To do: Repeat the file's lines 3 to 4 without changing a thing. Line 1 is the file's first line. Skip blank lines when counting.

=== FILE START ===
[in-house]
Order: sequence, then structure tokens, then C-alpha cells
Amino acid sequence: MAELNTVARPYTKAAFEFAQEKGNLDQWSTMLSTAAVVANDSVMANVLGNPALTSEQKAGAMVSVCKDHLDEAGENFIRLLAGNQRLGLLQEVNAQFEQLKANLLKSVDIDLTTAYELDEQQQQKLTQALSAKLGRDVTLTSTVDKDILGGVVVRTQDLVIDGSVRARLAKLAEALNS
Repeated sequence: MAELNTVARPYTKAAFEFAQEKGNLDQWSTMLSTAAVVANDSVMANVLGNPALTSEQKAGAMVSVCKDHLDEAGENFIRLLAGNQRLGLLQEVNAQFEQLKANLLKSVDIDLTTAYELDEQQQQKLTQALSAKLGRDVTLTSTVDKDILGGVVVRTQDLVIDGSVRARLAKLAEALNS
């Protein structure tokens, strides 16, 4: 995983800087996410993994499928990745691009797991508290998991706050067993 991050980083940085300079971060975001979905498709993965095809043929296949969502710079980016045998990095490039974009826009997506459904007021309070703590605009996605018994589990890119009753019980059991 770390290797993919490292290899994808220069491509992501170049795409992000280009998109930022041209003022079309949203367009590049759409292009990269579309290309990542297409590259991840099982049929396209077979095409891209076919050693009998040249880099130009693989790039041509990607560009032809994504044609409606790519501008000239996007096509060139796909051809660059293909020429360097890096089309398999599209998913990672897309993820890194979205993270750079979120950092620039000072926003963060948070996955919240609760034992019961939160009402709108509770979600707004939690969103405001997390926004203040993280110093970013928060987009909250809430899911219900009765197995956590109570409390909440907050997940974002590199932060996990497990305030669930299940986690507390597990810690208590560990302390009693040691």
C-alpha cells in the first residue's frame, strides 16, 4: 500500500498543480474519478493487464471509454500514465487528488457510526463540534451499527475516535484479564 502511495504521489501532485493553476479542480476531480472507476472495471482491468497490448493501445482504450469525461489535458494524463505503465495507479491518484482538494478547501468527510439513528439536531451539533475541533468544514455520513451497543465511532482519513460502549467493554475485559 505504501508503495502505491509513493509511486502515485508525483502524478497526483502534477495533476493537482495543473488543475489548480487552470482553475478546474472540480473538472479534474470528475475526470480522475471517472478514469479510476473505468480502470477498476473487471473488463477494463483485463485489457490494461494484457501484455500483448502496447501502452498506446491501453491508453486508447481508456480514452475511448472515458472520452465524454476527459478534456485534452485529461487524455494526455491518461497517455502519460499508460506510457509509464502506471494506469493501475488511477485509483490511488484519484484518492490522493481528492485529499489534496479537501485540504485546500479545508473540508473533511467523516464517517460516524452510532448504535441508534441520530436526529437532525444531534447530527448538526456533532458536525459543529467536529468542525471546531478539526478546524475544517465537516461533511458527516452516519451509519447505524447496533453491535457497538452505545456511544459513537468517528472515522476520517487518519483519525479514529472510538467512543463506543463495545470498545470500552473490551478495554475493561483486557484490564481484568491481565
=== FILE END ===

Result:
Amino acid sequence: MAELNTVARPYTKAAFEFAQEKGNLDQWSTMLSTAAVVANDSVMANVLGNPALTSEQKAGAMVSVCKDHLDEAGENFIRLLAGNQRLGLLQEVNAQFEQLKANLLKSVDIDLTTAYELDEQQQQKLTQALSAKLGRDVTLTSTVDKDILGGVVVRTQDLVIDGSVRARLAKLAEALNS
Repeated sequence: MAELNTVARPYTKAAFEFAQEKGNLDQWSTMLSTAAVVANDSVMANVLGNPALTSEQKAGAMVSVCKDHLDEAGENFIRLLAGNQRLGLLQEVNAQFEQLKANLLKSVDIDLTTAYELDEQQQQKLTQALSAKLGRDVTLTSTVDKDILGGVVVRTQDLVIDGSVRARLAKLAEALNS